Turning 90 degrees to my R and looking E at the other side of this system, that's the S end of the gust front where new precip lines were forming and meeting with the others to the N. These are all at 18mm so this structure was very big, it looked very menacing over that house, in the distance you can see more towers growing which would turn into storms later in the SE. The precip was almost on us and soon the Sun would be gone killing the photo opp so I told my Mum to get back in the car because we were already in the danger zone, if there was any more lightning then we could get struck, there's nowhere safer than inside a car, that's the place to be as long as you don't touch anything metallic. Good job we got in because a few min's later the outflow from this storm hit us with force, we were astonished at how intense the precip was, it must have suddenly intensified within min's, we were hit by torrential rain and decent sized hail which assaulted the windscreen with a loud 'cracking' noise when each stone hit, the hail was only pea size however it was being driven with great force, we could see the stones bouncing off the ground along with torrents of water running down the road as if a power hose had been the culprit. After 10 min's the precip cleared though and I had a great view of Whale's Mouth structure overhead which looked really cool.

The Sun was out again so we went back to our base at the Marina where we had another brew and enjoyed the Sun. It was now well into the afternoon and dramatic changes had taken place, I could see sharp convection crossing the middle of the Lough heading E, I watched the base for a while incase a waterspout formed however the cell seemed to behave. Towards the E and SE the sky was dark blue where more distant storms put on a great show, I got several text messages from Declan O'Doherty informing me of the latest on the radar, there was a huge anvil over Newtonards, the cell it belonged to would later produce two very large funnel clouds which would make it onto the news the following day, one of the funnels looked close to becoming a tornado. I noticed new convection forming on the CZ line again across the Lough, the towers looked stunning even at that distance so I immediately decided we needed to intercept that line as these looked like the best I had seen all year.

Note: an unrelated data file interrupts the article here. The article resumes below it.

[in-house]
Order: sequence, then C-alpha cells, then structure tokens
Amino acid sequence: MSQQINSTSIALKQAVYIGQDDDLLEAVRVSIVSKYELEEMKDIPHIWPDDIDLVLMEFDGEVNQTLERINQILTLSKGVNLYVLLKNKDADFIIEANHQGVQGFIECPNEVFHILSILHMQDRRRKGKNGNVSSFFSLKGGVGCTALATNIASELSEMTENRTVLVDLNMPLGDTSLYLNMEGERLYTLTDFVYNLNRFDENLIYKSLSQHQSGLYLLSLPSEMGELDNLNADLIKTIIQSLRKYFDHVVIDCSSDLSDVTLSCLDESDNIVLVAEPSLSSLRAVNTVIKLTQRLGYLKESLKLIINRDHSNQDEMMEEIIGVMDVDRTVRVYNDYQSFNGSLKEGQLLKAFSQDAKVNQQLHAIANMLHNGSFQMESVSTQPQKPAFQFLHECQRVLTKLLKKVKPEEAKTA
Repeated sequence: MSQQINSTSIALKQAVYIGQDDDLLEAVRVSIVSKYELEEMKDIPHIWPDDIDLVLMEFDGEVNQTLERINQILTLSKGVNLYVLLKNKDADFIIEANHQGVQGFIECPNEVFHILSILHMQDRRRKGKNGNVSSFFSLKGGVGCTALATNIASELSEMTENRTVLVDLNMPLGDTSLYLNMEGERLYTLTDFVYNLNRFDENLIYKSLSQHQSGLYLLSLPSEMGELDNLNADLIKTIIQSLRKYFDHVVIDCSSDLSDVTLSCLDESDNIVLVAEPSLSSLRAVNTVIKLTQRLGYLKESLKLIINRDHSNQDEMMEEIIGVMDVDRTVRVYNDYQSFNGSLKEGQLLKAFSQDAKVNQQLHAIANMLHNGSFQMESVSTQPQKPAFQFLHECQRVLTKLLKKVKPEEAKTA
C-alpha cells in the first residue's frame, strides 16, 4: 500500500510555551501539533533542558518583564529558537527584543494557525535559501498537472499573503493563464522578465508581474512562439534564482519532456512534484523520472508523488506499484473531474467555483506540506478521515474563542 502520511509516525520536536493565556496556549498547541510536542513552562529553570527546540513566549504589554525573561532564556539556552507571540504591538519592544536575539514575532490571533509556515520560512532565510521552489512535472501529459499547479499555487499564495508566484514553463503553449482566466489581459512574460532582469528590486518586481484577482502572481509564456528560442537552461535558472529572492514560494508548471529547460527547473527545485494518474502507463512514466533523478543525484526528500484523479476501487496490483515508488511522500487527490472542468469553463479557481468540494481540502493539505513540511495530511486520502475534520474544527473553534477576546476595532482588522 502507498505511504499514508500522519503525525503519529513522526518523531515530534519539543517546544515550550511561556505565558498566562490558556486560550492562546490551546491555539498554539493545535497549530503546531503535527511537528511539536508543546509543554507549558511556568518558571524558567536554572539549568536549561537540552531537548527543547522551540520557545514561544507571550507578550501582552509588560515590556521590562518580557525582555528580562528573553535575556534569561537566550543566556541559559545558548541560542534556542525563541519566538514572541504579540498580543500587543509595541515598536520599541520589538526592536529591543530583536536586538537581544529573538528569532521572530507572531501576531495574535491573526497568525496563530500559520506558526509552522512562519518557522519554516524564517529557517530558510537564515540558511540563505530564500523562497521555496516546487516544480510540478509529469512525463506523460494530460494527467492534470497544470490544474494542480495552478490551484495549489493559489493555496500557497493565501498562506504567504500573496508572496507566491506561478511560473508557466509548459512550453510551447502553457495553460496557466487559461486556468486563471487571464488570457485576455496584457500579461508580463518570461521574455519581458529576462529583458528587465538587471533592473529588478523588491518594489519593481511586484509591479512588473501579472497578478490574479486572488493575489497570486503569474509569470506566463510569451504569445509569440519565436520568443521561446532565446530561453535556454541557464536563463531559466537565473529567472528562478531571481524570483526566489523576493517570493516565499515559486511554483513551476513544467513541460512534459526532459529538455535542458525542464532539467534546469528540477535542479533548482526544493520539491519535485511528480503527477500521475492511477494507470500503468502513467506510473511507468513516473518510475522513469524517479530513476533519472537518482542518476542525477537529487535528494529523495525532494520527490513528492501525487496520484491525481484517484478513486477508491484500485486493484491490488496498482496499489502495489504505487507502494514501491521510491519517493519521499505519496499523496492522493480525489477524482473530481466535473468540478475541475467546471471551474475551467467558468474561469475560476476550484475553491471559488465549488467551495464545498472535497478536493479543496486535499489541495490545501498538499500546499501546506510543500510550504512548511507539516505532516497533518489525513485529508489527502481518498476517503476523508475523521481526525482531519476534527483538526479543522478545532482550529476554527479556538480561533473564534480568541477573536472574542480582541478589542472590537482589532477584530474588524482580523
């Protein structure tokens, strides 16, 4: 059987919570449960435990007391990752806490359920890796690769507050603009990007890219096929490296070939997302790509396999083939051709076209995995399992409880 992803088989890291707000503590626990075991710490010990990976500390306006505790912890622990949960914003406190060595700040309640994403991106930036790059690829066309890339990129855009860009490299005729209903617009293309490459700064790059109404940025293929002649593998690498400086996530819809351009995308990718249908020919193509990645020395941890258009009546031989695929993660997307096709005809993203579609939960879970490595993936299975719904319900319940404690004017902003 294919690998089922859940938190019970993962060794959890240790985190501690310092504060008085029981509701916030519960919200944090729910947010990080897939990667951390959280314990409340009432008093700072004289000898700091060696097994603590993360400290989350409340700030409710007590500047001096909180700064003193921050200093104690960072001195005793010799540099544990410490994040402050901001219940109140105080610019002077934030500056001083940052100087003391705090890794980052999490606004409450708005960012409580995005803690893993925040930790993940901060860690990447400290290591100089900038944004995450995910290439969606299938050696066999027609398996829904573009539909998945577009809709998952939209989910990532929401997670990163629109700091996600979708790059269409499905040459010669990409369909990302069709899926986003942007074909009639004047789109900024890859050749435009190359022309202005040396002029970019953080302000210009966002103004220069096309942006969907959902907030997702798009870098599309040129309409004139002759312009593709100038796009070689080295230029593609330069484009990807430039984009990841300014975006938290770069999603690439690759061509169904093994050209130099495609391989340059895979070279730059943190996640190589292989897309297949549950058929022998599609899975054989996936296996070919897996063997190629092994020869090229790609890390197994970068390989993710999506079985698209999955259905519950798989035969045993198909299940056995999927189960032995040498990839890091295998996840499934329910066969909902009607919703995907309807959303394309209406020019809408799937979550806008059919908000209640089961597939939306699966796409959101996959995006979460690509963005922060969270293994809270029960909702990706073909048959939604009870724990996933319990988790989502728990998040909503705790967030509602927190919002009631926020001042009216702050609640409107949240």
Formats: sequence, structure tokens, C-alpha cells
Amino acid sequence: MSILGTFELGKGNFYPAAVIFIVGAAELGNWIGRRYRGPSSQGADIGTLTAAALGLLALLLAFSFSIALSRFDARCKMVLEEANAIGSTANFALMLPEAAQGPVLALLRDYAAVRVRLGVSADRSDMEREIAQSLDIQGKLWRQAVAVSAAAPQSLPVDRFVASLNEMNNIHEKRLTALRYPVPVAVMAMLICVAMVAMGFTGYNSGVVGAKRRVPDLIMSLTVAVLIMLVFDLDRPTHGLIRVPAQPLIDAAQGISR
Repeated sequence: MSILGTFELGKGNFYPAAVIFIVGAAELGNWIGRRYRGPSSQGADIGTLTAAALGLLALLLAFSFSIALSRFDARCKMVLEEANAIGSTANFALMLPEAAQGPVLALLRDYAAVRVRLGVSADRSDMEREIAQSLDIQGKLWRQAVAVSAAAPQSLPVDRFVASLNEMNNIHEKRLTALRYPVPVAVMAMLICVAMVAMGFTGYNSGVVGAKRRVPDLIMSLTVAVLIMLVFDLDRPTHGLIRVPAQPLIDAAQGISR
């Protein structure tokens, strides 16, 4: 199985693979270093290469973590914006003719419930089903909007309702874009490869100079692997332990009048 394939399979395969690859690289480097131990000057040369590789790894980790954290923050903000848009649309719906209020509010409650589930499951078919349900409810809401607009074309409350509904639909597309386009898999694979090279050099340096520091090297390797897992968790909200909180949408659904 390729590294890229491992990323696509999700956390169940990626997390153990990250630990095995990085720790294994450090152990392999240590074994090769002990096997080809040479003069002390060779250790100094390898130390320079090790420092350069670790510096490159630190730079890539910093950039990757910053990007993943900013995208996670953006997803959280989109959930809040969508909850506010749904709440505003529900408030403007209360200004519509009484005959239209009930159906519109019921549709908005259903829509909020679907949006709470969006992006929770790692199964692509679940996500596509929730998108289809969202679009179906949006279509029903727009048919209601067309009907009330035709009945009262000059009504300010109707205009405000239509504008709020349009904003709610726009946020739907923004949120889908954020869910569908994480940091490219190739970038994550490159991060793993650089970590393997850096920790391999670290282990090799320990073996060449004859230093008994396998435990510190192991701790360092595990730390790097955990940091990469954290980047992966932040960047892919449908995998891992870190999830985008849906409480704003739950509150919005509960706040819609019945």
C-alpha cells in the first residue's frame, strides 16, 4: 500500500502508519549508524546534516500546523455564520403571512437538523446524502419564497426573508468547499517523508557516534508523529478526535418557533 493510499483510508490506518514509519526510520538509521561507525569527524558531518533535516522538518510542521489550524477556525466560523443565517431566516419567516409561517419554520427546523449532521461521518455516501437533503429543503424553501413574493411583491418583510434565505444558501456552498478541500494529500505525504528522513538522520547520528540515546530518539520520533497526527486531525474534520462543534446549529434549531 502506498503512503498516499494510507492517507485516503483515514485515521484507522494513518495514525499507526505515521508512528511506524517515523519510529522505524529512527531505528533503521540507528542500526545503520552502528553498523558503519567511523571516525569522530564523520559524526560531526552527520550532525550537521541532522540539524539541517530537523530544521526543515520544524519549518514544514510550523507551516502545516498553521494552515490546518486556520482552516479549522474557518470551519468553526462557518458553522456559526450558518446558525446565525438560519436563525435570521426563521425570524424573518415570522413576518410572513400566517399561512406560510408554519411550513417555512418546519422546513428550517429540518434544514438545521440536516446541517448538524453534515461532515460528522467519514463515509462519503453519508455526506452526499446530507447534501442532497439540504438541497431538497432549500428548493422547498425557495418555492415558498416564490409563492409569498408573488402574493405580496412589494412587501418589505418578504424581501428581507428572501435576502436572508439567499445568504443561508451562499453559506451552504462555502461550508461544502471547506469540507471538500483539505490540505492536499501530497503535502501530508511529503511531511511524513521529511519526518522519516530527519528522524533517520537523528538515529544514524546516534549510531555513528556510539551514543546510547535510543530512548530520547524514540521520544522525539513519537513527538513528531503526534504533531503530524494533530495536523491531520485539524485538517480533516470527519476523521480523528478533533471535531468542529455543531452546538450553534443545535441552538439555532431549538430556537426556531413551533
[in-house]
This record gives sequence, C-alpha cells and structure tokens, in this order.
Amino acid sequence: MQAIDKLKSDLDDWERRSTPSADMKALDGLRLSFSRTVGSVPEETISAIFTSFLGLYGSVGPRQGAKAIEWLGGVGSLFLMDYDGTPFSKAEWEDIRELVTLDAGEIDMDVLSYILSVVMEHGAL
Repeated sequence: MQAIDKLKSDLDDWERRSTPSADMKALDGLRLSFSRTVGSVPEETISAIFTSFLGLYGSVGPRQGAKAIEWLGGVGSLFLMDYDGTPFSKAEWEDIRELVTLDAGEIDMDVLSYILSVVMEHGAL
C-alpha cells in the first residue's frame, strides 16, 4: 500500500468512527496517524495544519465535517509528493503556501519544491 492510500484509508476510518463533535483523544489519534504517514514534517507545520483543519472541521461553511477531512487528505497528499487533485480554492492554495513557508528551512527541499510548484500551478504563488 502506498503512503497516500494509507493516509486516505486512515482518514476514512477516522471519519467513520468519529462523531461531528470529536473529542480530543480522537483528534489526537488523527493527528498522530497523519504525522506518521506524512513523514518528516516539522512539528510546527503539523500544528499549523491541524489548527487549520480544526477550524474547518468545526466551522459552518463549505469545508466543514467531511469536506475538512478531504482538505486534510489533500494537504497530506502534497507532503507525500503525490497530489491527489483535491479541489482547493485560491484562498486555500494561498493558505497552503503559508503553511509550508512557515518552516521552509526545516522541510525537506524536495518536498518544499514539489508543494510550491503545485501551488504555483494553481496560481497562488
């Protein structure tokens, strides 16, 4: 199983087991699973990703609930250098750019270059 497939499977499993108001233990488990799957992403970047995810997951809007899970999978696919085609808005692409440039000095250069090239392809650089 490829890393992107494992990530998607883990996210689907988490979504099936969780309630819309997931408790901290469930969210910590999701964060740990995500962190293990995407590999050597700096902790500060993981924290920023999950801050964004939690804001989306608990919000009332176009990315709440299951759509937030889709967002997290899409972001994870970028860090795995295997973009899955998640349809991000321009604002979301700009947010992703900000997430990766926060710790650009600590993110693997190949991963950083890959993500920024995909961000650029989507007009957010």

We drove back out again, through the industrial estate, over the railway crossing, and pulled over at the same location as earlier, there was no need to try another because this was perfect, if it ain't broke don't fix it. The view from here was pure eye candy, the CZ line stretched for many miles across the sky, NW to SE, and on that line was a row of incredible convection which was the very finest I have witnessed this year and on par with the top class storms clouds I saw in 2009. Intense Sun, hot temps, humidity, and convergence is a great combination in conjunction with a very unstable atmosphere, the clouds just exploded towards the heavens!. Even these images don't convey how large and crisp those clouds were, on show were towering cumulus, Cb Calvus and Cb Incus cells all packed tight to one another, each cell was rock solid, huge in size, and boiling in real time.

They looked quite a sight all lit white by the bright Sun with the closer tops and cauliflower knuckles showing various shades of white and grey which looked very complex and well defined visually. The bases were dark below and precip was falling from several of them. The line is moving from L to R and very slightly towards us at the same time. Due the slack flow the movement was at a Snail's pace so they barely moved at all which gave me plenty of time to take images and watch for funnels. Taking still images wasn't easy because I wanted to catch their brilliance without overexposing the scene. The tower on the far L has a straight back edge, these where miles away but still looked massive as they proudly sparked to life along the skyline.

We watched this line for a very long time, it was a good chance to teach my Mum all about the convection. Behind the line was another hugging this one tightly, I could see the huge solid tops of cbs with Calvus tops and several anvils far above those towers, not the wispy stuff either, it was proper hard convection indicating serious air currents inside. There was much mid level cloud shielding those distant cb tops, in this image there's one on the RHS which you can't see for this very reason, I got glimpses of it in the gaps and it extended far above the frame of this image. It felt great standing here watching nature at work in the hot Sun while storms popped up over a wide area, at this point I was glad I decided on the NE of the Lough.

I set up the tripod on this road and let the camera record the convection for a long time in the hope of making a time lapse video clip showing the cloud's lively vertical motion, however I just realised I didn't have the correct software to speed up the clip to the sufficient amount required, Windows movie maker wasn't suitable for this so I binned that clip and instead just kept the hand held video. There was light precip falling from overhead so I had to constantly dry the lens on both the video and still camera. We had the local radio turned up loud in the car, the story was about the storms and how a severe weather warning had been issued by the Met Office for heavy rain, there were reports of flooding on the motorways with such intense rainfall that drivers had to pull off the road. We had seen this ourselves earlier from the previous storm, the country roads were like a river at times with huge puddles extending half way across the road. It was cool hearing the warnings while watching this line of storms develop at the same time, the precip falling from these in the background was already causing problems on the roads.